Yet their limitations are clear, both in solving global problems and resolving local conflicts. One solution may be to pay more attention to the scale of government. Known as subsidiarity, this is a basic principle of the EU: the idea that government should act at the level where it is most effective, with local government for local problems and higher powers at higher scales. There is empirical evidence that it works: social and ecological systems can be better governed when their users self-organise than when they are run by outside leaders.
However, it is hard to see how our political system can evolve coherently in that direction. Nation states could get in the way of both devolution to local control and networking to achieve global goals. With climate change, it is arguable that they already have.
There is an alternative to evolving towards a globalised world of interlocking networks, neo-medieval or not, and that is collapse. “Most hierarchical systems tend to become top-heavy, expensive and incapable of responding to change,” says Marten Scheffer of Wageningen University in the Netherlands. “The resulting tension may be released through partial collapse.” For nation states, that could mean anything from the renewed pre-eminence of cities to Iraq-style anarchy. An uncertain prospect, but there is an upside. Collapse, say some, is the creative destruction that allows new structures to emerge.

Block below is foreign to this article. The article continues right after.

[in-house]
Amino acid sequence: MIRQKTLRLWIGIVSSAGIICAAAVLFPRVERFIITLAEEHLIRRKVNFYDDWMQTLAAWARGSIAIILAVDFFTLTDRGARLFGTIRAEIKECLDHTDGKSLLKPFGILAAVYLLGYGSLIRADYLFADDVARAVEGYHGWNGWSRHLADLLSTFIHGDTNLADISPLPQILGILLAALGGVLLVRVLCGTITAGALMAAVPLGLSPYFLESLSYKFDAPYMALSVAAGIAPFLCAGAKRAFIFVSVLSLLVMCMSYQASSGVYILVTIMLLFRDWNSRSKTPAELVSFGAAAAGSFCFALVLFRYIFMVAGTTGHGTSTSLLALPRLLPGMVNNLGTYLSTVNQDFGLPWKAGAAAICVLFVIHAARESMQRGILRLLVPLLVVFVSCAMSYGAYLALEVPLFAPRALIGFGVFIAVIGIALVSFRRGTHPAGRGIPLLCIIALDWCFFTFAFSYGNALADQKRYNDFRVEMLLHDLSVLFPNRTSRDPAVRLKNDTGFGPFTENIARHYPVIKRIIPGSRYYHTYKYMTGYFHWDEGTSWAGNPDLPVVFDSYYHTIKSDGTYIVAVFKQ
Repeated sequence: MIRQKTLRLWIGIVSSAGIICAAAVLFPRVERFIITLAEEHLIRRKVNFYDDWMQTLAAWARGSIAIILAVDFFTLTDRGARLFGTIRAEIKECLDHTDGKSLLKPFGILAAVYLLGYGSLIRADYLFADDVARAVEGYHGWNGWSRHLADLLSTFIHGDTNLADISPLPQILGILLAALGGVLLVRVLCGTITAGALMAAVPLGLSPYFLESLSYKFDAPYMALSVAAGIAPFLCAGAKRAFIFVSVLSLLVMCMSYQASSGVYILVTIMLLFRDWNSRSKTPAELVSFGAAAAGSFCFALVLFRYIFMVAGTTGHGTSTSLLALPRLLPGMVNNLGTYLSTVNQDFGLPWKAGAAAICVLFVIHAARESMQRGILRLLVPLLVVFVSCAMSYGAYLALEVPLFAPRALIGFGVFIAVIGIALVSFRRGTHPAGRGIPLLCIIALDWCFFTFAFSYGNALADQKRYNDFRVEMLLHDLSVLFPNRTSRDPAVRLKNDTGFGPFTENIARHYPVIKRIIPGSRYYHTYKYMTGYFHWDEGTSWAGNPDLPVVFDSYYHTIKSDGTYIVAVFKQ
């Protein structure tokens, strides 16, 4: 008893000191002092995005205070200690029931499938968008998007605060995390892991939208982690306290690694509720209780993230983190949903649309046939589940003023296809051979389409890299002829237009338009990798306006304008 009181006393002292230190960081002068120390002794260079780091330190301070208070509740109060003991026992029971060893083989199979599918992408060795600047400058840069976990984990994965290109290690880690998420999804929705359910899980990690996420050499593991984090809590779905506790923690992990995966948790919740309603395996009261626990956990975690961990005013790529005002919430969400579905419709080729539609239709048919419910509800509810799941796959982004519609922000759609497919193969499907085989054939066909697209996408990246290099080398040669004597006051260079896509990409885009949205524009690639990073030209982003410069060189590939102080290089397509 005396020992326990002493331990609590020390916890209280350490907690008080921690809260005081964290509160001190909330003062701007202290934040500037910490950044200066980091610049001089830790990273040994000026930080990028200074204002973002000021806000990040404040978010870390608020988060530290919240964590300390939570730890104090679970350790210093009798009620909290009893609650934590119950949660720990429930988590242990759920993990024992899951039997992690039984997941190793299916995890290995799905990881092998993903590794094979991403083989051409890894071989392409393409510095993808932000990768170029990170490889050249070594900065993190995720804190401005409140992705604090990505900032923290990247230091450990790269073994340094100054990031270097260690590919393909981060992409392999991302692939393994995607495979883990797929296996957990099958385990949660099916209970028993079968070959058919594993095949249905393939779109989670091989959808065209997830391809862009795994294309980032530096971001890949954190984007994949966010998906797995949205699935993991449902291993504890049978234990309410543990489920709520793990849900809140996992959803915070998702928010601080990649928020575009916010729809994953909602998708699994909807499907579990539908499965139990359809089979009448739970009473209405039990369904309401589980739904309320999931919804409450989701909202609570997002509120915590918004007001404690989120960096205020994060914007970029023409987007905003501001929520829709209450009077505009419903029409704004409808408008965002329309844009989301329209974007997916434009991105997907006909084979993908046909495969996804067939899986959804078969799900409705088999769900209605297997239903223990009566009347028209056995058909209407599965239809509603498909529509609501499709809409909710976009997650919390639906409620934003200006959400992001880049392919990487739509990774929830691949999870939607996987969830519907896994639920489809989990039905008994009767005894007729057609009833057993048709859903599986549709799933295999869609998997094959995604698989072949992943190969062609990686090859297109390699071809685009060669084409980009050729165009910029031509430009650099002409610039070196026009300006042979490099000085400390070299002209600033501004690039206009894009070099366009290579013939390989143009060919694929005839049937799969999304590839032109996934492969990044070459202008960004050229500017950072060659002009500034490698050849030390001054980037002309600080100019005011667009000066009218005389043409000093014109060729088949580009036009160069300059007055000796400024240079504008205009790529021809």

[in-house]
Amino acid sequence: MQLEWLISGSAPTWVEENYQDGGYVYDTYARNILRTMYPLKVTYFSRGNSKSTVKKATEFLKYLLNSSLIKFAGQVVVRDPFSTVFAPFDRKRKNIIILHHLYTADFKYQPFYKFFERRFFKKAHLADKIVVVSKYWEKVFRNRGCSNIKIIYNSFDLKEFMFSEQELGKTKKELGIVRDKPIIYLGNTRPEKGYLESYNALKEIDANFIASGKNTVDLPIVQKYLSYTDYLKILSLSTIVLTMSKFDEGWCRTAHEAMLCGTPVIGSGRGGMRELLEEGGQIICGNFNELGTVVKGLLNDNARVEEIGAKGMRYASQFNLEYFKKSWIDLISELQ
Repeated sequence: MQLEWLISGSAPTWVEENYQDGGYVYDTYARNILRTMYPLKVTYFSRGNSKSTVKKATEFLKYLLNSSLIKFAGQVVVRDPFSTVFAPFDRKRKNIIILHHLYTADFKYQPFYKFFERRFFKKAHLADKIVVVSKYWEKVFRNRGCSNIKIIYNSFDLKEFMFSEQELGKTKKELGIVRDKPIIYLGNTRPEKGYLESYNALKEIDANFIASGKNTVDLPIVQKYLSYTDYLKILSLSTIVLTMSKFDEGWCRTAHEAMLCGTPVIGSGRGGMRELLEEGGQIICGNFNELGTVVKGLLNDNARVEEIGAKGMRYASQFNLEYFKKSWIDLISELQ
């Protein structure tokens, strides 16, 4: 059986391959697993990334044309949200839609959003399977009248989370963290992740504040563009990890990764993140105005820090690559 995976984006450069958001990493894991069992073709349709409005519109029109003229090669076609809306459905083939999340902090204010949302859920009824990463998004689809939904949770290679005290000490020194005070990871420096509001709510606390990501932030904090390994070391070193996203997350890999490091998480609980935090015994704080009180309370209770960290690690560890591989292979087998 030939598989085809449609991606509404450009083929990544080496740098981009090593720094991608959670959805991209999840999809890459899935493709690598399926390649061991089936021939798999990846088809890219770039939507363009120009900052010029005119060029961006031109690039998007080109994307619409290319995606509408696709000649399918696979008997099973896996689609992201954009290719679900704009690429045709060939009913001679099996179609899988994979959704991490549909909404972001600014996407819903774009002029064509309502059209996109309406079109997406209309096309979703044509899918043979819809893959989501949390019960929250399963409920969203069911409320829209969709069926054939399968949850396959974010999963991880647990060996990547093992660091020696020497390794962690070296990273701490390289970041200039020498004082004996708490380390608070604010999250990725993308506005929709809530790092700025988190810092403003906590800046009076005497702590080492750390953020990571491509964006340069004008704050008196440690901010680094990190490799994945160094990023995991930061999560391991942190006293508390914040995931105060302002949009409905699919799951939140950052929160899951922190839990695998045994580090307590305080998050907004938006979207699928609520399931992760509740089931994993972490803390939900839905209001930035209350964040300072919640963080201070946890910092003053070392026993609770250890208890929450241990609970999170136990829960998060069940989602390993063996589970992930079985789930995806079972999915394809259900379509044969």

Like it or not, our societies may already be undergoing this transition. We cannot yet imagine there are no countries. But recognising that they were temporary solutions to specific historical situations can only help us manage a transition to whatever we need next. Whether or not our nations endure, the structures through which we govern our affairs are due for a change. Time to start imagining.

Monday, 11 April 2016

The Carbon Bubble vs The Financial Crisis

There have been a slew of recent news articles reporting on a new paper published in Nature Climate Change, Dietz et al (2016) "‘Climate value at risk’ of global financial assets". This paper described modelling work on the asset value implications of both climate policy and climate change. Its calculations include the fossil fuel asset write-downs required to implement a particular emissions path, and a DICE climate-economy model is used to project a damaged global output path given this emissions path. The impact of this path on asset values is estimated assuming a constant profit share of GDP. It is found that "the expected value of global financial assets is 0.2% higher along the mitigation scenario [2oC limit] ... this reflects the reduction in asset values brought about by paying abatement costs in the economy—including, for instance, the stranded assets of fossil-fuel companies".